This advance module contains friction springs, compression-only surfaces and plastic analysis for beams & surfaces.
Friction springs in nodal supports
Friction supports can be used to model the fact that a reaction component depends on another component. The horizontal component for example depends on the vertical component. When the friction force is surpassed, the support slips through resulting in large deformations.
Friction supports can be used for several types of structures. Almost every support which isn’t rigidly connected to the surface on which it stands is subjected to friction.
Note: Friction can be defined in one or two directions. It is not possible to define friction in all three directions since otherwise the "thrust" cannot be determined. When simple friction (X, Y, Z) is defined in two directions, the option Independent is available. This specifies that the friction in one direction is independent on the friction in the other direction. Composed friction (e.g. YZ or Y+Z) can be specified only in one direction.
Example of the usage - Scaffolding
Plastic analysis for beams & surfaces
SCIA Engineer implements non-linear material behaviour for 2D members (plates, walls, shells) - plasticity. The plastic zone is based on the isotropic elasto-plastic yield condition (J2 plasticity condition). There is possibility to select from four types of isotropic elasto-plastic materials:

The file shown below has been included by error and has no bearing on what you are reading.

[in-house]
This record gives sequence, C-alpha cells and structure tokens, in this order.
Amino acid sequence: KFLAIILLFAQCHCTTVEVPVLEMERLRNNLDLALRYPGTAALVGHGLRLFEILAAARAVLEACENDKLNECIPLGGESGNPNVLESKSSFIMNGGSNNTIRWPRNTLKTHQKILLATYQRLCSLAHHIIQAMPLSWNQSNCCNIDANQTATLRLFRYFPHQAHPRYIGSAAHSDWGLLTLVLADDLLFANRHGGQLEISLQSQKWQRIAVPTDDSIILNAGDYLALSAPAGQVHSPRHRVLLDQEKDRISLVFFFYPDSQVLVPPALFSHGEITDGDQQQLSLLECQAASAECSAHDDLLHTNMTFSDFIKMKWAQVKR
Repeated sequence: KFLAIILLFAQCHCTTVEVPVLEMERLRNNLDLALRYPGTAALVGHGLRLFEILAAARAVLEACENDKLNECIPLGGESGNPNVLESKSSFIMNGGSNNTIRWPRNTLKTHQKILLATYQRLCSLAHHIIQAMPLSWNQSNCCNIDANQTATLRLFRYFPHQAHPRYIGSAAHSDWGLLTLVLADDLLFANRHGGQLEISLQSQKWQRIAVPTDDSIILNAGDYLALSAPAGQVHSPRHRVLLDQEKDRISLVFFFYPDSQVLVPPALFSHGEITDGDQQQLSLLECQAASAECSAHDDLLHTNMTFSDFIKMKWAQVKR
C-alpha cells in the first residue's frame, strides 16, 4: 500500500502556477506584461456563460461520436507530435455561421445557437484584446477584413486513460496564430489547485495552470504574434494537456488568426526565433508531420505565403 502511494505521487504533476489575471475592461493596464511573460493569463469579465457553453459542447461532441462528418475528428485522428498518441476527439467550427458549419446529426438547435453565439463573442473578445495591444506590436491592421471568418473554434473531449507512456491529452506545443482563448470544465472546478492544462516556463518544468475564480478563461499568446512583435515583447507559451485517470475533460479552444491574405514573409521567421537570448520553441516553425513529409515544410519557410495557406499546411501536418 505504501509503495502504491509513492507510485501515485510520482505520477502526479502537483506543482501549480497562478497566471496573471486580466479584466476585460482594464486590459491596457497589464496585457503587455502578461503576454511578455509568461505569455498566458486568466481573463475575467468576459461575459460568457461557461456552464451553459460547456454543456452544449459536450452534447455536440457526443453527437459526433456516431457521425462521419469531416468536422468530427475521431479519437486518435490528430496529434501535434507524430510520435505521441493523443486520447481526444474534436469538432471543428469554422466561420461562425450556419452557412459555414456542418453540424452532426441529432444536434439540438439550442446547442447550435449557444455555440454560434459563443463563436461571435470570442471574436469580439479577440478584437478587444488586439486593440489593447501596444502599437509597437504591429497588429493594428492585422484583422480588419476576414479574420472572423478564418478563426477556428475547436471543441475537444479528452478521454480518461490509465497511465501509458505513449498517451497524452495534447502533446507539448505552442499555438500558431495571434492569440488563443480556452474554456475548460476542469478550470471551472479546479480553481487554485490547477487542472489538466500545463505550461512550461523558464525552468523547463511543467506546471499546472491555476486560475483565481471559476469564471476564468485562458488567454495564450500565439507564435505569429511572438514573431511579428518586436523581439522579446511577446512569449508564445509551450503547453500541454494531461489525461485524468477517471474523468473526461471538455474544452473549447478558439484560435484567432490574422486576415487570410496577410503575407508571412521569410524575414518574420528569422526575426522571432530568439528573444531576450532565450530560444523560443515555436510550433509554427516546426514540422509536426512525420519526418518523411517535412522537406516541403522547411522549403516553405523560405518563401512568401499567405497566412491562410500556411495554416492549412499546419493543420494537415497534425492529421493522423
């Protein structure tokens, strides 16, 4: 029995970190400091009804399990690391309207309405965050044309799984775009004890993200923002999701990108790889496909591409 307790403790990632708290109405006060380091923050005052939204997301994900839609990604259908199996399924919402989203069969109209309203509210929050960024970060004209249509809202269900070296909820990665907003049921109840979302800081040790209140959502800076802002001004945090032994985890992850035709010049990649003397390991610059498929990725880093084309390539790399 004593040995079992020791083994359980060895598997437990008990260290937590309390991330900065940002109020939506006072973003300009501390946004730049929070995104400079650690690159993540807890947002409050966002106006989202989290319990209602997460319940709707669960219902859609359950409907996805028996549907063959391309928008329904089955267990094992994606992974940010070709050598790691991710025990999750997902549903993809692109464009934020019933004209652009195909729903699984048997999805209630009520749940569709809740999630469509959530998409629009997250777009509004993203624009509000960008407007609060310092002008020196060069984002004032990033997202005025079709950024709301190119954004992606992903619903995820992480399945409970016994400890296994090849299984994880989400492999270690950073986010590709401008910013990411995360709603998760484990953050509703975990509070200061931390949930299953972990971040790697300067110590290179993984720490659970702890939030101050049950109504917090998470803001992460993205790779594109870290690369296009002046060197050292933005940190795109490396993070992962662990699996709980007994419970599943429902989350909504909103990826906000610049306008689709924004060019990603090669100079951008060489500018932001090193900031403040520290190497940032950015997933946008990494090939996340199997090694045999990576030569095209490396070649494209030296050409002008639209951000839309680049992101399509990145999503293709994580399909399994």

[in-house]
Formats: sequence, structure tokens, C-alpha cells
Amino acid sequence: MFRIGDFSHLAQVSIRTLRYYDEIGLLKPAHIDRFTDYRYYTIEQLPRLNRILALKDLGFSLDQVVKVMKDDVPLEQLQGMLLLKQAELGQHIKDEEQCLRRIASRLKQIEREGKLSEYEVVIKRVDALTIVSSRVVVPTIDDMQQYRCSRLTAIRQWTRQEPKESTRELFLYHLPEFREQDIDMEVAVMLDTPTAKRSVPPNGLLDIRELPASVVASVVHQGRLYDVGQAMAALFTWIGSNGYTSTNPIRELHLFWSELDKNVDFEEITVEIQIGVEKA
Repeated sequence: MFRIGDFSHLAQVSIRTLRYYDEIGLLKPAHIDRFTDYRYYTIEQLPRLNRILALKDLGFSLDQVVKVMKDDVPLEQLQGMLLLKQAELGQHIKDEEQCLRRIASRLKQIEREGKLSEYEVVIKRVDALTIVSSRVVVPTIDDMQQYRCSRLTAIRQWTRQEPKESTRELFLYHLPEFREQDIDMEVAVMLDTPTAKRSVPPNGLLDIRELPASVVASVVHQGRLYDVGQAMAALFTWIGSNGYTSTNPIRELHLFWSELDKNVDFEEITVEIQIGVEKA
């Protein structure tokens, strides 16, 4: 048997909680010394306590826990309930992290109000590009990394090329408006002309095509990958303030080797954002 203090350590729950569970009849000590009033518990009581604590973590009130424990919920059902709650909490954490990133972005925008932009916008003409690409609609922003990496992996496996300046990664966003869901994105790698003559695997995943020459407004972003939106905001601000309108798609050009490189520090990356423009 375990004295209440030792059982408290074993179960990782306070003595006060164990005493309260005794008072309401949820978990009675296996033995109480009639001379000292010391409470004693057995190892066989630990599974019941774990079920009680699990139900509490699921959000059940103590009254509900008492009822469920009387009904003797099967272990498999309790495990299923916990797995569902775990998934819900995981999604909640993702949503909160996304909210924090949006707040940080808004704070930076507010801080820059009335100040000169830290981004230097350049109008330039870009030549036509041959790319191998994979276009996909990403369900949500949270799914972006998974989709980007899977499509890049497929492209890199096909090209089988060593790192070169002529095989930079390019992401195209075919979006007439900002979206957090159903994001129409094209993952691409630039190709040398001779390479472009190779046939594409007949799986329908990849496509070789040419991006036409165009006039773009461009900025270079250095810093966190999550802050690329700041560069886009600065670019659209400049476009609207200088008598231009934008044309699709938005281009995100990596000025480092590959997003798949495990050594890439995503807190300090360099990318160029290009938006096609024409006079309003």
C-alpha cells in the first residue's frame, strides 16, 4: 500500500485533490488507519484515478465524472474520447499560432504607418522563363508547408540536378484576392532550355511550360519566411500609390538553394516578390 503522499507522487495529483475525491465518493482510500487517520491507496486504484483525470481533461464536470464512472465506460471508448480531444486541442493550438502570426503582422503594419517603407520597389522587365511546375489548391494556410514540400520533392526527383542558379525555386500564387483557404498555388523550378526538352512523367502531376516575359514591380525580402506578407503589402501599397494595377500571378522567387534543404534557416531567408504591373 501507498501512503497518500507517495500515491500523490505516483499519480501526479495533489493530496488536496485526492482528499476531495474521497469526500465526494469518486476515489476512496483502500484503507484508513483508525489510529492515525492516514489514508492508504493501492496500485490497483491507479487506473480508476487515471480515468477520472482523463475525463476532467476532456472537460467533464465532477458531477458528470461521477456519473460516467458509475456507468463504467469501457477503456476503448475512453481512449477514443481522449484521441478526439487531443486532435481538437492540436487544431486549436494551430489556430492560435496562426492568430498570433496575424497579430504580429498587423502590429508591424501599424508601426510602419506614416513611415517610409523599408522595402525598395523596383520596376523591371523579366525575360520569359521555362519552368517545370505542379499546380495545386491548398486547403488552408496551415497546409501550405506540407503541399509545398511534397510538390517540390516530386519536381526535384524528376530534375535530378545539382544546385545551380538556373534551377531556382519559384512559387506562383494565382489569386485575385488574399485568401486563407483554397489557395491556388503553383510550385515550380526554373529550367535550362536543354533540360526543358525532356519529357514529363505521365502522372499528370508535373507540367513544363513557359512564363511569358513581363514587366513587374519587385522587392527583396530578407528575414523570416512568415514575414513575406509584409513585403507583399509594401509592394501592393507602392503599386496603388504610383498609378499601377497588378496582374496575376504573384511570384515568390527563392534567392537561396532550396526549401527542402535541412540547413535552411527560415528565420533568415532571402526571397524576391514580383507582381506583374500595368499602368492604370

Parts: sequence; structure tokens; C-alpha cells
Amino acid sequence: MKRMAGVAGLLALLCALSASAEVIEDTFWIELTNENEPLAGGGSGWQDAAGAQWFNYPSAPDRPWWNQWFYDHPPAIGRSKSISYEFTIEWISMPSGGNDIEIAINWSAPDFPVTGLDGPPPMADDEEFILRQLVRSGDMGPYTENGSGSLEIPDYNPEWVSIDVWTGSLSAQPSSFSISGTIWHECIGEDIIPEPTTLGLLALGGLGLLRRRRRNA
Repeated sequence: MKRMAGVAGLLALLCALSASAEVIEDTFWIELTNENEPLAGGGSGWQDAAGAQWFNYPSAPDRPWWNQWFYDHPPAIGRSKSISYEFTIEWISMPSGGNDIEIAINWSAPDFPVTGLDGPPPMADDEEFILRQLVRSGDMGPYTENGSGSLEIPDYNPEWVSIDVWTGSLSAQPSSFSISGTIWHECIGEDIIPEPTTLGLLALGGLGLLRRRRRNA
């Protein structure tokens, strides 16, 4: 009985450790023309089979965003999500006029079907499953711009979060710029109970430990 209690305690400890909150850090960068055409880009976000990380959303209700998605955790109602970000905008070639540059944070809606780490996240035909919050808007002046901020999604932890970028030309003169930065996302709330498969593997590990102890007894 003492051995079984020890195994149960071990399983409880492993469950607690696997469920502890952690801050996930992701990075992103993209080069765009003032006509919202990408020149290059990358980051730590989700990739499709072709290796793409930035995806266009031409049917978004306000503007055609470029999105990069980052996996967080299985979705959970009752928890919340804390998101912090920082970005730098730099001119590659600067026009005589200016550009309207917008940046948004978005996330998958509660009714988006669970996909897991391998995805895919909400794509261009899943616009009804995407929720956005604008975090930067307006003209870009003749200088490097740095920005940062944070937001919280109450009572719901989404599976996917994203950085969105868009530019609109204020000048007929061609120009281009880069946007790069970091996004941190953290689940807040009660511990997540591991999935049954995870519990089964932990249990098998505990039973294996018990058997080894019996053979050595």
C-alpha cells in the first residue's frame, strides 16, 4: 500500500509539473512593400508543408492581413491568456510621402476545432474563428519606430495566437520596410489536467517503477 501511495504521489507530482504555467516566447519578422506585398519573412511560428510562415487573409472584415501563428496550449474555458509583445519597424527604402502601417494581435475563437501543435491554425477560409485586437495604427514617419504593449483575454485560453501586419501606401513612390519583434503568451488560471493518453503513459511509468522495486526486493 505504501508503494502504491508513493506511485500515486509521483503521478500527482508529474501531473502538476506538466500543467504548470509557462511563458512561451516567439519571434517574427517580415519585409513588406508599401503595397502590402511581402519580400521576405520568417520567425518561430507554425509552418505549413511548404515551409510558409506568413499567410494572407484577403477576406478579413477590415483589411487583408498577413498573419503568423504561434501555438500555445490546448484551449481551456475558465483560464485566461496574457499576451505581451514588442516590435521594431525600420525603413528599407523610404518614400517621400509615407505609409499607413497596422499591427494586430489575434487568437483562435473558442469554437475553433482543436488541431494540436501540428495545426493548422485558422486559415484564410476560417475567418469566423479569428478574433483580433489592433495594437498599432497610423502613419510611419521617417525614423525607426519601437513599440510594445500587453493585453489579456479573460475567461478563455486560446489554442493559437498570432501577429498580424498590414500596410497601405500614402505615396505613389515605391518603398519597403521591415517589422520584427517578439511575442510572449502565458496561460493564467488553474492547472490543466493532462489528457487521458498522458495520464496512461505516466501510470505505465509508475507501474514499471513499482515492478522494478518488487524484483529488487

- Von Mises
- Drucker - Prager
Von Mieses and Tresca yield condition
The von Mises yield condition is suitable for ductile materials in general, such as metals (steel, aluminium etc.). It corresponds to a bilinear stress-strain relationship, identical in tension and compression. The plastic branch may have a slope (hardening modulus) or not.
It is a symmetric behaviour, acting in the same way in tension and compression, with or without hardening in the plastic branch.
Tresca yield condition is known also as the maximum shear stress theory. This condition could be also used for metal materials.
Drucker - Prager and Mohr-Coulomb yield condition
Drucker - Prager yield condition is most often used option for concrete where both normal and shear stresses can determine failure. This yield condition can be used for modelling of behaviour of punching, short corbel and for identification of truss analogy to model strut and tie models.
Mohr-Coulomb yield condition is often used to model concrete, soil or granular materials. Condition is similar to the Tresca criterion, with additional provisions for materials with different tensile and compressive yield strengths
Plastic behaviour with other non-linearities
The plastic behaviour of materials may be combined with other types of non-linearity in SCIA Engineer. For instance, plasticity, press only supports and large displacement analysis can be used together. Tension only 1D members with a plastic limit forces may be used to model the behaviour of bolts in a connection.
A typical application of general plasticity is a detailed analysis of non-standard steel connections for which simplified methods do not apply. It may however be applied to any structure that can be modelled using 2D members.
Plasticity is not supported for 1D members. Any beam or truss member that is present in the model is considered as elastic.